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  • Submitted by: lena campos
  • 07 / 11 / 2012

A cholera outbreak in Cuba blamed for at least three deaths has been mostly contained so far to the eastern city of Manzanillo and surrounding towns, with just a few scattered cases confirmed elsewhere in the country, a public health official told Reuters on Tuesday.

The official, with daily access to information on efforts to control the outbreak, and who asked that her name not be used, said that along with the three confirmed deaths there were two suspected ones, all in the Manzanillo area.

There have been reports that at least 15 people had died and the illness had spread to other parts of Cuba, but she said that was not true.

Current cases of the disease may stem from someone travelling from Haiti, where there is a cholera epidemic, the official said.

"“We have diagnosed one case in Havana, another in central Camaguey and a few others around the country, and all these people had been in the Manzanillo area," she said, adding that other potential cases were under observation.

Residents traveling by public transportation from Granma province, where Manzanillo is located, are being checked before departure and upon arrival at their destination, then followed by the country's vast network of community-based doctors, the official explained.

Cholera is generally not fatal but can kill in just a few hours when diarrhea and vomiting cause dehydration, especially among the elderly.

The official said the illness runs its course within a week, making it relatively easy to track. She said the reports of inflated death tolls and a spreading outbreak may be a result of Cuba's cautious approach to the situation.

"“Community clinics are checking patients with severe diarrhea, which is common here during the summer, and if they meet certain criteria they are hospitalized for further study, which their neighbors assume means they have cholera, when few if any do," she said.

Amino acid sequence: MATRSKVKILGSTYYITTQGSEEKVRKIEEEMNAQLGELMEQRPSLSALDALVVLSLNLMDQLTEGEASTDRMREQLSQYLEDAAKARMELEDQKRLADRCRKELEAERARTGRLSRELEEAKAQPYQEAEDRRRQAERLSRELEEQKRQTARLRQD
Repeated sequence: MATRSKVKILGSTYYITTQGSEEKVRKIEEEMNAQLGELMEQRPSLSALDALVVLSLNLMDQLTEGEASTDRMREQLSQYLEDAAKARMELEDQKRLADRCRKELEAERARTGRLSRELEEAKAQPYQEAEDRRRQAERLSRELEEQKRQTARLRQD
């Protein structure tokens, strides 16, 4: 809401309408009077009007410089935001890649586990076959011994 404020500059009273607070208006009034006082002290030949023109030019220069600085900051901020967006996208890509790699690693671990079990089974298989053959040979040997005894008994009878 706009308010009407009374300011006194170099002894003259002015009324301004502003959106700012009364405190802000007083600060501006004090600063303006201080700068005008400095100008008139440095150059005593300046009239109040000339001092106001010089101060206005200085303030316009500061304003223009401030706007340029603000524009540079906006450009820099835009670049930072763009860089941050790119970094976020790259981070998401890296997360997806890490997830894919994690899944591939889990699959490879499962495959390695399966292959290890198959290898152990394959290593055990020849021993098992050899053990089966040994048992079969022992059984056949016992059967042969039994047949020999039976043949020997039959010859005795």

The lack of official information also has led to much speculation and rumor.

In its only statement so far, the government confirmed on July 3 rumors of the cholera outbreak in a brief statement, saying 53 cases had been diagnosed and three elderly people had died.


Another well placed source in Granma said that as of Monday there were 85 confirmed cases, with a few hundred others under study and hundreds of health and other personnel working to snuff out the outbreak.

"Manzanillo is a city where there was no water system and thousands of homes relied on wells and latrines, many of which are still in use," he said.

"Rivers, streams, wells and latrines flooded in June due to heavy rainfall, contaminating many wells and causing thousands of cases of severe diarrhea, of which 85 have tested positively for the cholera germ," he said.

Residents in Granma province said they were being kept informed of the situation and given daily instructions to take preventive measures through local television and radio.

"They are giving instructions day and night about the measures we should take," Manzanillo construction worker Roberto said in a telephone interview, preferring not to give his full name.

"The public health people are all over the place and it appears they have it controlled, but I'm taking no chances," he said.

Neither was housewife Maria Elena, who said she was traveling to neighboring Santiago de Cuba to buy food even though local authorities said cooking meat and produce killed the bacteria.

"I'd rather exaggerate precautions than be sorry for a problem in the family later," she said, also not giving her full name.


There have been no cholera outbreaks reported in Cuba since well before the 1959 revolution and the creation of a national health system by the Communist government.

Hundreds of Cuban doctors and nurses have worked for over a decade in Haiti which has battled a cholera outbreak that has killed more than 7,000 people since that country's 2010 earthquake.

"“With so many of our health and other professionals working in Haiti, and given that there are hundreds of Haitians studying medicine and other careers in eastern Cuba, we knew it was just a matter of time before there was an outbreak and were prepared," the public health official said.

"We are actually at a relatively low state of alert, as neither Manzanillo nor Granma are quarantined, and no local commissions have been set up for cholera, except in Granma," she said.

Cuba lies closer to Haiti than any other Caribbean country, with the exception of the Dominican Republic, which shares the island of Hispaniola with the crisis stricken country and has reported more than 21,500 cholera cases and 363 deaths since the Haiti epidemic began.


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